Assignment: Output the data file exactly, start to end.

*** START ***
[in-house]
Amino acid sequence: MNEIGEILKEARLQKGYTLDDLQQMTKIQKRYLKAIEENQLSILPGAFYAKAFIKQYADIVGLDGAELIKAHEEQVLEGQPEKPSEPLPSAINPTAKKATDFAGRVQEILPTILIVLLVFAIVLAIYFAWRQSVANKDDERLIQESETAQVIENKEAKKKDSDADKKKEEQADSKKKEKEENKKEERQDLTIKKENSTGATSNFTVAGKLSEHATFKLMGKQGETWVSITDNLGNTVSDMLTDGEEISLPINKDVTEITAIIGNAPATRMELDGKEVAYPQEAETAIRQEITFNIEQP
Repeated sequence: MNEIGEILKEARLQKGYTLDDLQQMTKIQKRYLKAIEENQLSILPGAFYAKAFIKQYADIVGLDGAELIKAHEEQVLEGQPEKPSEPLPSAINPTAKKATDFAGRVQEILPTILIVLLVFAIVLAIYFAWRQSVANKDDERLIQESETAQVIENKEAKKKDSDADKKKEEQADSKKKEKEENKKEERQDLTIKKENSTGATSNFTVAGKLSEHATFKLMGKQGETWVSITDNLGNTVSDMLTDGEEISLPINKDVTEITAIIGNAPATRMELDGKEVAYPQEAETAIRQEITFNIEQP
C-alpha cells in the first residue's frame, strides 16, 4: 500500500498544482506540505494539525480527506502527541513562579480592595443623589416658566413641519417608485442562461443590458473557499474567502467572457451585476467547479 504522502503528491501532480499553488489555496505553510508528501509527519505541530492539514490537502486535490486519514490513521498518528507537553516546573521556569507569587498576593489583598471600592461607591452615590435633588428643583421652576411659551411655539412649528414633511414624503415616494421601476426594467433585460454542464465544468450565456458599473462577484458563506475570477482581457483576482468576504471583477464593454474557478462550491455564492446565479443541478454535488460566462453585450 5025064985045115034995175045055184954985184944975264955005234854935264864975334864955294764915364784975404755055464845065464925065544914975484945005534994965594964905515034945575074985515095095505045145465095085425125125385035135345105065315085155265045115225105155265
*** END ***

[in-house]
Amino acid sequence: MNEIGEILKEARLQKGYTLDDLQQMTKIQKRYLKAIEENQLSILPGAFYAKAFIKQYADIVGLDGAELIKAHEEQVLEGQPEKPSEPLPSAINPTAKKATDFAGRVQEILPTILIVLLVFAIVLAIYFAWRQSVANKDDERLIQESETAQVIENKEAKKKDSDADKKKEEQADSKKKEKEENKKEERQDLTIKKENSTGATSNFTVAGKLSEHATFKLMGKQGETWVSITDNLGNTVSDMLTDGEEISLPINKDVTEITAIIGNAPATRMELDGKEVAYPQEAETAIRQEITFNIEQP
Repeated sequence: MNEIGEILKEARLQKGYTLDDLQQMTKIQKRYLKAIEENQLSILPGAFYAKAFIKQYADIVGLDGAELIKAHEEQVLEGQPEKPSEPLPSAINPTAKKATDFAGRVQEILPTILIVLLVFAIVLAIYFAWRQSVANKDDERLIQESETAQVIENKEAKKKDSDADKKKEEQADSKKKEKEENKKEERQDLTIKKENSTGATSNFTVAGKLSEHATFKLMGKQGETWVSITDNLGNTVSDMLTDGEEISLPINKDVTEITAIIGNAPATRMELDGKEVAYPQEAETAIRQEITFNIEQP
C-alpha cells in the first residue's frame, strides 16, 4: 500500500498544482506540505494539525480527506502527541513562579480592595443623589416658566413641519417608485442562461443590458473557499474567502467572457451585476467547479 504522502503528491501532480499553488489555496505553510508528501509527519505541530492539514490537502486535490486519514490513521498518528507537553516546573521556569507569587498576593489583598471600592461607591452615590435633588428643583421652576411659551411655539412649528414633511414624503415616494421601476426594467433585460454542464465544468450565456458599473462577484458563506475570477482581457483576482468576504471583477464593454474557478462550491455564492446565479443541478454535488460566462453585450 5025064985045115034995175045055184954985184944975264955005234854935264864975334864955294764915364784975404755055464845065464925065544914975484945005534994965594964905515034945575074985515095095505045145465095085425125125385035135345105065315085155265045115225105155265